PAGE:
A Little-Known Story of Chinese Boys in America


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Woo Ka-Leong (Leon) is nearly 12 years old when he comes to America with his big brother. They were sent by the Emperor of China--to live with an American family, learn English, and stay away from home for at least ten years. In those days, the 1870s, all Chinese boys had to wear their hair in a single braid down their back. Can you imagine? A lot of kids make fun of Leon, but he has no choice. To cut off his braid would be treason.

Still, Leon learns to love baseball—and trains—and all things American. But his brother hates it. He just wants to go home. As he gradually adapts to life in small-town Connecticut, Leon has to decide whether to be loyal to his brother—or to stay in America.

The Forbidden Temptation of Baseball is a lively, nuanced novel for children ages 10-14 based on the real-life experiences of 120 boys sent to American by the Emperor of China in the 1870s, expected to live with American families, get into college, learn technology, and return home to modernize China. These real 120 Chinese boys formed the Chinese Educational Mission to the United States, organized by education pioneer Yung Wing. This book brings their story to life for children of today. 

 Here's what early readers have to say:

A smart, authentic, and engaging look at the Chinese experience in America through the eyes of an adventurous and loyal boy who journeys into the sometimes welcoming, often hostile environment that was nineteenth-century America. You’ll be drawn in by the absorbing history (which is little-known but true) but stay for the characters—and the story that brings them to life.

      —David Patneaude, author of Thin Wood Walls

 Through the eyes of the ever curious "Leon" (Woo Ka-Leong), America is a play of both dazzling light and layered shadows. The Forbidden Temptation of Baseball turns our assumptions of America, and the Chinese impact on our history, upside down. A riveting and revealing story for the ages.

       —Conrad Wesselhoeft, author of Dirt Bikes, Drones, and Other Ways to Fly

As I read this story, I was continually amazed about what those boys went through not only in traveling to the States but in adjusting to life, education, and customs here.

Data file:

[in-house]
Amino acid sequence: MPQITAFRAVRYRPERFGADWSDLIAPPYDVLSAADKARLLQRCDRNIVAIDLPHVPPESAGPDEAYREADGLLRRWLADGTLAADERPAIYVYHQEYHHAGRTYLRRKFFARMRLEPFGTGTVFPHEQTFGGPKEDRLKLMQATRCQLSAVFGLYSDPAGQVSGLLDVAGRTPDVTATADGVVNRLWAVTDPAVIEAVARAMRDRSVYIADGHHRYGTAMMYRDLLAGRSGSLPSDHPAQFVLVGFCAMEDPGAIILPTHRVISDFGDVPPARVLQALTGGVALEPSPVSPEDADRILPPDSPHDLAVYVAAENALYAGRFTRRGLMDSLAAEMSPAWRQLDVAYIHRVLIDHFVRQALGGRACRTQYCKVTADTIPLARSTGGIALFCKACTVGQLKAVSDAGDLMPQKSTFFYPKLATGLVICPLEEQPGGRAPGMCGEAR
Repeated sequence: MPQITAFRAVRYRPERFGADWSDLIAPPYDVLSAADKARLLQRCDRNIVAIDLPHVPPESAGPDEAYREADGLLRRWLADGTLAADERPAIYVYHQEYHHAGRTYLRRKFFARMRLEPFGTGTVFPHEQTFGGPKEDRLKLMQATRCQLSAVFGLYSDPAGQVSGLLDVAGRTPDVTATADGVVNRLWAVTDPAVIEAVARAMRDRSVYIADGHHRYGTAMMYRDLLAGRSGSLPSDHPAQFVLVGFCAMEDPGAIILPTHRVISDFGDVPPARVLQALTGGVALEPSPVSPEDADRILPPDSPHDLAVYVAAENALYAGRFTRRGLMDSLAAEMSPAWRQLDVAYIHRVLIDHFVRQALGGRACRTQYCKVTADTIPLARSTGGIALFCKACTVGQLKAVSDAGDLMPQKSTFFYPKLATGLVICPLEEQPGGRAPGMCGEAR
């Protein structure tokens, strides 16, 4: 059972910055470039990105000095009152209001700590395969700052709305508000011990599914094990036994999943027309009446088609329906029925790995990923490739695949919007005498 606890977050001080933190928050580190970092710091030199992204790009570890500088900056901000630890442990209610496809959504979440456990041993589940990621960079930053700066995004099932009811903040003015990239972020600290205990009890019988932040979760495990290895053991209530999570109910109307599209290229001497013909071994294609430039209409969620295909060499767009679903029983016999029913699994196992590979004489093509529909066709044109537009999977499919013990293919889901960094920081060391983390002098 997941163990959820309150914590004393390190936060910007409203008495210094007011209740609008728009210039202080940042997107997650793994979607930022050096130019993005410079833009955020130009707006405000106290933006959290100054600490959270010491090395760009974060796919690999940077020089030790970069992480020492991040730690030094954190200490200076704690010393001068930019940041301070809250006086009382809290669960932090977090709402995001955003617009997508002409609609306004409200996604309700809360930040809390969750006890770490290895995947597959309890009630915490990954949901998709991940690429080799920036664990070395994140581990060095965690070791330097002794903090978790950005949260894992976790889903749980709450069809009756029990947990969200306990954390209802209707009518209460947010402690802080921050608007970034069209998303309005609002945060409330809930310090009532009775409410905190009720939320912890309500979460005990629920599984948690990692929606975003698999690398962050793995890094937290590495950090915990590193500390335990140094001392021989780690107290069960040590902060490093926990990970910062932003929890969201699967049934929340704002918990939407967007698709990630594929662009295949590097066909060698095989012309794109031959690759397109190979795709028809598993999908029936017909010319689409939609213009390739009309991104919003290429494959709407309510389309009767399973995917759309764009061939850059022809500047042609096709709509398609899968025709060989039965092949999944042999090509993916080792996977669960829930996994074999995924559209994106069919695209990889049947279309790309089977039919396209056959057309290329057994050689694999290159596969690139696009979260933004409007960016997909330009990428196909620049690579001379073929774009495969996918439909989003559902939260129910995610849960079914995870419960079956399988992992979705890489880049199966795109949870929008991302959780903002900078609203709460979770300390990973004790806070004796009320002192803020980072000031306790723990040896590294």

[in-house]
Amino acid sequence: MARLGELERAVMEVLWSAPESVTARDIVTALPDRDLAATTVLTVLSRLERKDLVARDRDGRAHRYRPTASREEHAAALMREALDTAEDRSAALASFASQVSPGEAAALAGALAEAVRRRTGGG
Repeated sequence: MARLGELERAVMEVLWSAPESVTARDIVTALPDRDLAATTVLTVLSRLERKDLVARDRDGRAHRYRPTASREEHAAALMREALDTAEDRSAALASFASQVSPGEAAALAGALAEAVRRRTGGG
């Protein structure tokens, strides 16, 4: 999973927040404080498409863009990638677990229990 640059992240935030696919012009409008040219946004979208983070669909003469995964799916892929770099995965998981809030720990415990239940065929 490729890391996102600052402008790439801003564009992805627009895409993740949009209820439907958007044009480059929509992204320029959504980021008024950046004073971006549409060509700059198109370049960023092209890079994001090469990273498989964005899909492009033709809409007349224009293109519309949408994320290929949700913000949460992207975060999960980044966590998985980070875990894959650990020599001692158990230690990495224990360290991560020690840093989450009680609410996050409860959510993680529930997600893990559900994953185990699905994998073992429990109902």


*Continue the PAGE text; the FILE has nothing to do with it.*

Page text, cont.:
—Kirby Larson, author of Newbery Honor Book Hattie Big Sky

The much-published Dori Jones Yang, in writing this novel, has drawn on historical accounts of the 1870’s Chinese Educational Mission, as well as her own extended residence in China as a foreign correspondent. She knows whereof she writes.

      —Edward Rhoads, author of Stepping Forth into the World: The Chinese Educational Mission to the United States, 1872-81

Set against the backdrop of the true story of 120 Chinese students sent to New England by their government to study, Dori follows the lives of Woo Ka-Leong (Leon) and his brother Woo Ka-Sun (Carson), their time with the Swann family of Suffield, Connecticut, and their conquest of baseball in a thoroughly satisfying book that will teach young readers about the Chinese, and to see their own culture through foreign eyes.

      —Scott D. Seligman, author of Tong Wars and The First Chinese American

The story shows what it feels like to move to a different country, and how frustrating it is when you have limited language skills. It illustrates the contrasts between the American and Chinese cultures—and how conflicted you can feel when two cultures collide and you’re caught in the middle.     

      —Anna X., age 11, Mercer Island, WA, descendant of one of the 120 scholars from the Chinese Educational Mission

My great grandfather, Wen Bingzhong, was one of the “First 100” and I often wondered about his experiences in America.  This was a fascinating period in modern Chinese history and Dori Jones Yang has written a story which describes how this group of young Chinese males might have felt.  A great tale!

      --Martin Tang, retired chairman, Asia, Spencer Stuart & Associates

Although the book takes place in 1876, the conflicts and issues raised are completely modern and relevant today as communities wrestle with the integration of traditional values and changes in technology, job requirements and evolving social mores.  As Dori Jones Yang brings these characters to life, they spark lots of thought-provoking questions – fantastic for school or home.      

      --Nancy Kennan, mother of a middle schooler, avid reader of historical fiction, and investment banker in New York City